Anyway, between craigslist and freecycle, we seem to be doing pretty well. I got a great used bike a few months ago for a cool hundred bucks from this guy who runs a bike repair business out of his backyard. Now, I really need a new pair of dress shoes, so I expect I'll be checking out the shoe section of the Goodwill soon enough.

10 comments:

Douglas said...

Oh, great idea. As for cultural events, as long as you stay away from first-run movies I'd think you'd be on pretty safe ground. Concerts are one-time events, like transportation, say, for which the concept of new or old isn't applicable.

How do you plan on treating electronic media? Sure, second-hand cd's are good now, since otherwise they'd end up in a landfill, but in the long term eliminating physical media altogether is probably best.

Used underwear... not so sure about that ;)

Tim said...

Hey Doug - yeah, that's a good point. In the long term, this isn't really a solution since it can't be scaled up to include everyone. It only works on the margins. Immanuel Kant would be displeased.

I hear amazon has started selling non-DRM mp3 tracks, so that might be a viable alternative to used CDs.

Jackie said...

Ooh, I've been contemplating trying the Amazon non-DRM mp3 thing, but it's not as easy to navigate as iTunes so I've been kind of wondering if I just need to hold out for a few months until the music companies cave to Apple and let them offer it too.

Tim said...

Hey Jackie - yeah, non-DRM iTunes would be pretty awesome. And now that you mention it, amazon.com in general strikes me as outdated and hard-to-navigate, tho I hadn't really thought about it before. huh.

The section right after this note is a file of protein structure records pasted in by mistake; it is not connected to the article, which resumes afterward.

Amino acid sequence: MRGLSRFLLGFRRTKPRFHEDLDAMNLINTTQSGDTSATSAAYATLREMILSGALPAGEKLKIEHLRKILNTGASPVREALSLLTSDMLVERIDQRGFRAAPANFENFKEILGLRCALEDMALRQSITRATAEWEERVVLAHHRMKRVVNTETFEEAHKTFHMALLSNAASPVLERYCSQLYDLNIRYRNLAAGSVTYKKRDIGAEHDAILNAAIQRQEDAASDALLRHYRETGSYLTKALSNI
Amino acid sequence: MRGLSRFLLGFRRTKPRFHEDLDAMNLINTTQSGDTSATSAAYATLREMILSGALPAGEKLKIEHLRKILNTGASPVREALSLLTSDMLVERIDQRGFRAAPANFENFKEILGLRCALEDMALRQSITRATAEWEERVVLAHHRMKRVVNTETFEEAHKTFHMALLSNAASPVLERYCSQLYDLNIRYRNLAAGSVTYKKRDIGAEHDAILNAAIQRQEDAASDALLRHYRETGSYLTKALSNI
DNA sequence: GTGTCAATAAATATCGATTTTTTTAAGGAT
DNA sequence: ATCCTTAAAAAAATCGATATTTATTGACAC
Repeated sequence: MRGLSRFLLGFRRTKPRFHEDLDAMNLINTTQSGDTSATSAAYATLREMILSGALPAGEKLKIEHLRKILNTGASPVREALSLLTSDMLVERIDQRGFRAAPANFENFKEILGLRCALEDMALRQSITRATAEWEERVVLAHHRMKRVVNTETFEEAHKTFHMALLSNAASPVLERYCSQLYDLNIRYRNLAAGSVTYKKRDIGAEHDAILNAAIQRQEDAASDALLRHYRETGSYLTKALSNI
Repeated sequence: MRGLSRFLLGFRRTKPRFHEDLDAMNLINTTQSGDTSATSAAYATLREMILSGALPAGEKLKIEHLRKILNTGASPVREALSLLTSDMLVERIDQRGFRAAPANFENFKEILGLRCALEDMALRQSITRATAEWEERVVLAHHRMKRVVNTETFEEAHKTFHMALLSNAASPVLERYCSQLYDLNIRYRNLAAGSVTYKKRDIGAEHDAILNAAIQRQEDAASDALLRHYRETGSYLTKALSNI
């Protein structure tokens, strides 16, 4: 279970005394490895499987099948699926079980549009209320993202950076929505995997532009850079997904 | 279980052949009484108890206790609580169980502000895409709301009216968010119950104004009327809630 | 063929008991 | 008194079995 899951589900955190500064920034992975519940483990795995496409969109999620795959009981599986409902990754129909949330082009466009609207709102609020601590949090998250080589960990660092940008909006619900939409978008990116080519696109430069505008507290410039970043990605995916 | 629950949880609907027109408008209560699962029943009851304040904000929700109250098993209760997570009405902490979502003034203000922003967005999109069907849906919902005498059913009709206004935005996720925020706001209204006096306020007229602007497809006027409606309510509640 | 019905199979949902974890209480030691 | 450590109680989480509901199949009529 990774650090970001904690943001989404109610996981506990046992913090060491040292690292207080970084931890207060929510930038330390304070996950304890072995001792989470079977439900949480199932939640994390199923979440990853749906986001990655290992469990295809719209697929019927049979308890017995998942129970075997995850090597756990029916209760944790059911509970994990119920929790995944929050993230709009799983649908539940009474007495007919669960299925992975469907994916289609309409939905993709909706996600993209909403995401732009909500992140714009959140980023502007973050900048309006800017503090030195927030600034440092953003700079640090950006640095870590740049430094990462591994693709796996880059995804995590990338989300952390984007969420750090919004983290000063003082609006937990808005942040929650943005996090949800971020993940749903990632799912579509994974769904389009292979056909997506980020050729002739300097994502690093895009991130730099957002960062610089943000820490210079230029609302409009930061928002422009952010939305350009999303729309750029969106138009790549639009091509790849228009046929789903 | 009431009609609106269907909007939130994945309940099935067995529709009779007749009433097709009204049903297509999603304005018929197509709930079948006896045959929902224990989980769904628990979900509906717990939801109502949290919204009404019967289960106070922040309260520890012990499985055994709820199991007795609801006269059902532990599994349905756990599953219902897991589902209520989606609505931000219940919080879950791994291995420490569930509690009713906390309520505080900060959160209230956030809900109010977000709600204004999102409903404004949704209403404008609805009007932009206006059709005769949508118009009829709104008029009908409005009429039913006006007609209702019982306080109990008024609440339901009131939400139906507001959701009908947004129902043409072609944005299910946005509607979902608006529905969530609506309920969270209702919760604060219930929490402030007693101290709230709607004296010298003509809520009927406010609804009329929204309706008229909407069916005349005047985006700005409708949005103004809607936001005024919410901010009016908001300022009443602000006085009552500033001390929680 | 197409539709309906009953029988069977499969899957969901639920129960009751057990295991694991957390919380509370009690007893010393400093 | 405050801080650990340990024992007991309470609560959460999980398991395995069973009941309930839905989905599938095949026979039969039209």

Jackie said...

I know what you mean about Amazon. I guess it always seemed real easy and simple when I ordered a DVD once a year (search for it, find it, buy it) but when I buy music I want a better browsing experience (damn you iTunes for showing me how easy it can be). Why can't I see all by an artist in one page? Why won't it tell me which ones come in mp3 versions too without having to find the album, click on the album page, and scroll down to the track listing. And then, if I want to buy the whole album I have to click on a link to the whole album in mp3?

Douglas said...

Yeah, the interface needs work, but the albums I've looked for have been both cheaper than iTunes and drm free ... convenience can overcome one but not both.


Doug

Tim said...

Sounds like I'll have to check out these amazon mp3s.

I do think it's interesting that amazon has had essentially the same web design since, what? 1995? I wonder if they're even able to re-design at this point or if it's just too complicated that the downtime would jeopardize their profits.

Jessica said...

When did I make you promise not to dumpster-dive? I have no memory of this. But I stand by the opinion of my former self! A good alternative would be attempting to only buy local -- although as produce-spoiled Californian, I have no idea how plausible this is in DC.
Love, J

Jackie said...

I agree about convenience, DRM and money, Doug, but that just means I've haven't been able to bring myself to buy anything from either Amazon or iTunes in the past few months. ;)

Tim said...

Hey sis - I forget when - sometime in the last year.

You were reading some article about dumpster-diving and you turned to me and said "you have to promise me not to ever do this!" And I was like: "What? What makes you think this would be something I would do?"

apparently my reputation proceeds me, or something. ha! =)